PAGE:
Webster’s Dictionary defines identity as, “The distinguishing character or personality of an individual.” Although this definition pretty much represents a brief explanation, it is very linear in meaning and limited in scope. Our identity is so much more complex.
I recently attended a seminar for work that focused on unconscious biases, diversity, and identity. It was thought provoking at the least, and made me really take a close look at the components of my own identity. What really gave me a pause was realizing for the first time my identity is fluid, and the pieces that make the whole – much like slices of a pie, may fluctuate in size, intensity of flavor, and prominence. The value placed on one category/ piece may evolve and become more prominent with time and experience, while other pieces become less relevant and fall to the background.
When given the task of charting out my identity, the one piece that did not alter and always held higher prominence was my gender. Being a woman has had a great strong hold on so many of my decisions and events in life. Some of the decisions have been both positive and negative. In addition, outside of gender, I also found that there were so many pieces of my identity that were and are very important and hold significant relevance. I struggled with what pieces of my identity took precedence over the others, or how to portion their slice in relation to the whole.
In my twenties, if I would have looked at my identity, there may have had fewer slices in the pie due to limited experiences and influences. Conversely, I could have had many identity labels that may have been a defining piece at the time, but are no longer relevant. Twenty years later, my identity pie looks very complex, but yet fluid. The lines may waver and fade due to where I am, what I am doing, or where I plan on going. This is, to me, a beautiful thing.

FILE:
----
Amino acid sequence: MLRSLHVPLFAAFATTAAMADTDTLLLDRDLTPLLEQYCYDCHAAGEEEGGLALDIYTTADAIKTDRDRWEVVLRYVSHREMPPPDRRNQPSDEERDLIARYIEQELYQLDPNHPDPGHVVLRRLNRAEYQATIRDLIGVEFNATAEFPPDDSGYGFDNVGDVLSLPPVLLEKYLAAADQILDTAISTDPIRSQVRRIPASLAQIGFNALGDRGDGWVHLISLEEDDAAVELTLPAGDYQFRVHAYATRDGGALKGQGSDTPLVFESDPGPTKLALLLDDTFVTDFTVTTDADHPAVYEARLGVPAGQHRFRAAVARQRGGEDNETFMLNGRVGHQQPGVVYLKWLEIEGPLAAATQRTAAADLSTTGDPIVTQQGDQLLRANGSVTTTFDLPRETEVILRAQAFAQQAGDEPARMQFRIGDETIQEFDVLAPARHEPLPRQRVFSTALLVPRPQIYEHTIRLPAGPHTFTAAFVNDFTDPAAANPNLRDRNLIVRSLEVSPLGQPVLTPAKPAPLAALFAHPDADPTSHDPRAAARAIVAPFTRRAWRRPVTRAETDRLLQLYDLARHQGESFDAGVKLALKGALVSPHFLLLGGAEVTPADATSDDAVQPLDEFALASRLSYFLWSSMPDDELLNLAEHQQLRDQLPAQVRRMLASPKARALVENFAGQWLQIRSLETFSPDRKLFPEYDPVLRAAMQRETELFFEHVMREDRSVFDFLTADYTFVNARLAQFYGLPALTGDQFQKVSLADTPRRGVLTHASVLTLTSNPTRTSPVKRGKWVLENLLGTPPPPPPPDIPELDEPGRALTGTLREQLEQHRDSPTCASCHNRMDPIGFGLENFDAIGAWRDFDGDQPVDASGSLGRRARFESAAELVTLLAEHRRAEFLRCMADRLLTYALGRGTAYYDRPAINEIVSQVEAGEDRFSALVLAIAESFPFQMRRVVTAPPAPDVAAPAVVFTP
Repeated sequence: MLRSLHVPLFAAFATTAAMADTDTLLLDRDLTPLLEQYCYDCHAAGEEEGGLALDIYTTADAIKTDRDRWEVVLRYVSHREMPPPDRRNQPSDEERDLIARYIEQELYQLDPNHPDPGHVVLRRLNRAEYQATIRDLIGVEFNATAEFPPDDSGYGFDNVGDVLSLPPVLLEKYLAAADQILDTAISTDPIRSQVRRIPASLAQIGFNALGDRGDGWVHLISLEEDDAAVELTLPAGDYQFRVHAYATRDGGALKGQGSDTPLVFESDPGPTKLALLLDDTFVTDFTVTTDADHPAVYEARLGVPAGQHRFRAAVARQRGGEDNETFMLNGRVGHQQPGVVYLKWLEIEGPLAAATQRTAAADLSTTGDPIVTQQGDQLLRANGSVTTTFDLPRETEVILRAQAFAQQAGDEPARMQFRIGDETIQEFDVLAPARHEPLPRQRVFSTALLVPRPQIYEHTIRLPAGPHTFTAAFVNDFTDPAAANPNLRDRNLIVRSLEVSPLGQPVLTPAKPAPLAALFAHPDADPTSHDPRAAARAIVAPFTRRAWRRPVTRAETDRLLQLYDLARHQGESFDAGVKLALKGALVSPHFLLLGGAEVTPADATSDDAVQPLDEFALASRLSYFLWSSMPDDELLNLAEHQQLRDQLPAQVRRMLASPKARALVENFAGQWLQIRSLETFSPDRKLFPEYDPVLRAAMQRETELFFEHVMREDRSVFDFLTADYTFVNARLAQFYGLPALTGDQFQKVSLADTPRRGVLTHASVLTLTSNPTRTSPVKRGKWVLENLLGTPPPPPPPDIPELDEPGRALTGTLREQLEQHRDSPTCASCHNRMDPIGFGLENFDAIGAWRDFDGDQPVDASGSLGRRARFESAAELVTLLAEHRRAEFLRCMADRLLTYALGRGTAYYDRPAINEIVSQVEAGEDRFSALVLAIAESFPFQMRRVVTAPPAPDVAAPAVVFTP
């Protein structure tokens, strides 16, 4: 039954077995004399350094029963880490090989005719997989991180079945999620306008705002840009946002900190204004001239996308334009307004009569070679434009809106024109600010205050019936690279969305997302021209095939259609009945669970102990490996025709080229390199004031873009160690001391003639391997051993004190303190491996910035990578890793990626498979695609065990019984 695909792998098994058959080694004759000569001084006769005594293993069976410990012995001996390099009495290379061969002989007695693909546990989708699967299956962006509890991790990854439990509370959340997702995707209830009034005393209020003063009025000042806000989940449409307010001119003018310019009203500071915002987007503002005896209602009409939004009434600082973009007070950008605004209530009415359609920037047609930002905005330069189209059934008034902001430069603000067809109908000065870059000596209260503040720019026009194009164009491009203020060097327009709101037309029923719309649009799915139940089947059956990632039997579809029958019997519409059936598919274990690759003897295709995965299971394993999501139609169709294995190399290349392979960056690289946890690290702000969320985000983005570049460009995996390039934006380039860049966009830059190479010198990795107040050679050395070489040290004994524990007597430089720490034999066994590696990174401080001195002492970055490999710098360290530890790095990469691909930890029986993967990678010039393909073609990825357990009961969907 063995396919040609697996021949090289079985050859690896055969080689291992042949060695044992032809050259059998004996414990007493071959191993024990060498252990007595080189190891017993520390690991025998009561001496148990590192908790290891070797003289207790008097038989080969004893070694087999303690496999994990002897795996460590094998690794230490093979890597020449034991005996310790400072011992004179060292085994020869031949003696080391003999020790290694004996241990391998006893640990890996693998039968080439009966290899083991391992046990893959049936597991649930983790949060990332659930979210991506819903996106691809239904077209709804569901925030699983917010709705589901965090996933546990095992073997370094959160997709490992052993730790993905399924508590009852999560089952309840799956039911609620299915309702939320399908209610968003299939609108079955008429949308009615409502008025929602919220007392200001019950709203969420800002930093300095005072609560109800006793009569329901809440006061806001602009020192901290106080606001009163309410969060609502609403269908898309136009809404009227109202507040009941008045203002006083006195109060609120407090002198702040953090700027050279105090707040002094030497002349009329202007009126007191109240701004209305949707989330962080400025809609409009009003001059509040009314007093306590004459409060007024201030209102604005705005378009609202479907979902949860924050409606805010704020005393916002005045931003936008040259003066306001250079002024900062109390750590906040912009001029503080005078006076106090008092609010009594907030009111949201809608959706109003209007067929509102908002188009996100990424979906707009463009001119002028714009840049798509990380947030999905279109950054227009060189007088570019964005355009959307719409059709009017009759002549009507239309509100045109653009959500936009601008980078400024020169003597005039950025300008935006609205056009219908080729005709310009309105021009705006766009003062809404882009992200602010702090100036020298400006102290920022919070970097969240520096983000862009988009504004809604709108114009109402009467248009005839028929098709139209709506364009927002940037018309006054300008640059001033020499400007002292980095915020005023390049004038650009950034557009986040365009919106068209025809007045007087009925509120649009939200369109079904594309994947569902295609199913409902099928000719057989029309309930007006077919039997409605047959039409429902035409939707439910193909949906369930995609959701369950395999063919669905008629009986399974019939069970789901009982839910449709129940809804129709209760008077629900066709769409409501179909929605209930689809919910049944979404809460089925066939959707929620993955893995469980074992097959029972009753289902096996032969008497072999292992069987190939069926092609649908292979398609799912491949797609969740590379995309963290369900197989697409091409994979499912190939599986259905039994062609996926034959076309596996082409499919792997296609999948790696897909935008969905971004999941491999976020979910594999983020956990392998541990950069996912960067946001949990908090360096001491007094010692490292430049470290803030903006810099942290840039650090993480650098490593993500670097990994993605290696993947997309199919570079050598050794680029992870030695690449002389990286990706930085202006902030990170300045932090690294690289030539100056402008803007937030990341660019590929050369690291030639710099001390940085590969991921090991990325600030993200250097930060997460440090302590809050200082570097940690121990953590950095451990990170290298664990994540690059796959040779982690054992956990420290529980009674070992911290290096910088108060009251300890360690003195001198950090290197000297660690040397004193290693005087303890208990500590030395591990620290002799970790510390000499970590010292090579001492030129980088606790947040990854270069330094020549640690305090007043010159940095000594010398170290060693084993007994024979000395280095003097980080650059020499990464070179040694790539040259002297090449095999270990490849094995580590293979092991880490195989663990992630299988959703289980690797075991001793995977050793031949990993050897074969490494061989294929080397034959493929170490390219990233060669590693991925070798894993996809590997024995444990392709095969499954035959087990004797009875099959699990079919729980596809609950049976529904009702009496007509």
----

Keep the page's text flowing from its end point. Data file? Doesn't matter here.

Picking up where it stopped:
Although we cannot deny or escape some parts of our identity, I do not like labels as I find them limiting. Labels tend to categorize ourselves and can influence our psychology, beliefs, and perceived capabilities. Even though I define myself as a woman, a mother, a survivor, I don’t like to add too many labels. I like to believe I am fluid piece of this earth, evolving, learning, and changing daily. I once labeled myself a Christian, I no longer do so, not because I do not have faith, but because I believe it separates us and limits our beliefs as spiritual beings across all religious institutions, rather than unite us. I am, by definition, heterosexual, but I believe in love and human connection across all gender identities and sexualities. Although I do not see my sexual preference changing, it is not a strong piece of my identity at this point in my life.
Our self-assigned labels can also influence how others perceive us. I try to be careful and cognisant of how I identify and label myself. I am a cancer survivor and even though this has both scarred and strengthened me in many ways, some may see it as an identifier that depicts limits and weakness. If you do not know me, you may have pity for me and that is the absolute last thing I want. I am not denying this important part of who I am, but I am bigger than a diagnosis or disease. It was a part of my life I cannot and will not forget, but I want to be seen as a more dynamic individual.
In the end it was just a small, four hour seminar, but it was one that left me with not only lessons on diversity, unconscious biases and identity, but a better understanding of myself and the beauty and uniqueness of being human. I actually feel free and liberated. Living in a world where I often do not have control, I can control on how I choose to define myself and how I view others. To me that is a wonderful thing!
Wishing you beauty and love in all that you do today.